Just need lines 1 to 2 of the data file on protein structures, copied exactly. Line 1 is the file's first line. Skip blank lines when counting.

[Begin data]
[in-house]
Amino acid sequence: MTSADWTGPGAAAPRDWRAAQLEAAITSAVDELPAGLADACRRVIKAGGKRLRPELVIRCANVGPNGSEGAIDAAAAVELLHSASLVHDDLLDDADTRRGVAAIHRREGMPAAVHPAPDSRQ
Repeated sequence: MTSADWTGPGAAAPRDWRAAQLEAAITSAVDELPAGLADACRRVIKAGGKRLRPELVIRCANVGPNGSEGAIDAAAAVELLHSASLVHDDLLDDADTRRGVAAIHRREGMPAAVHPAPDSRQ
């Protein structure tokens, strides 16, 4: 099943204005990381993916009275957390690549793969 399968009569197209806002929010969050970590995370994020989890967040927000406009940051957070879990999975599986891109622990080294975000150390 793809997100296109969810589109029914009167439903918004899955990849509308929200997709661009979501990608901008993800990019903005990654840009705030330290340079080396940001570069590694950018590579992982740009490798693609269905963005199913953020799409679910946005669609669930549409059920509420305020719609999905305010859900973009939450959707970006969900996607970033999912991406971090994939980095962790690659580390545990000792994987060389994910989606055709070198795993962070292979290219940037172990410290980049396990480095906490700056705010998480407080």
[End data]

[in-house]
Amino acid sequence: MTSADWTGPGAAAPRDWRAAQLEAAITSAVDELPAGLADACRRVIKAGGKRLRPELVIRCANVGPNGSEGAIDAAAAVELLHSASLVHDDLLDDADTRRGVAAIHRREGMPAAVHPAPDSRQ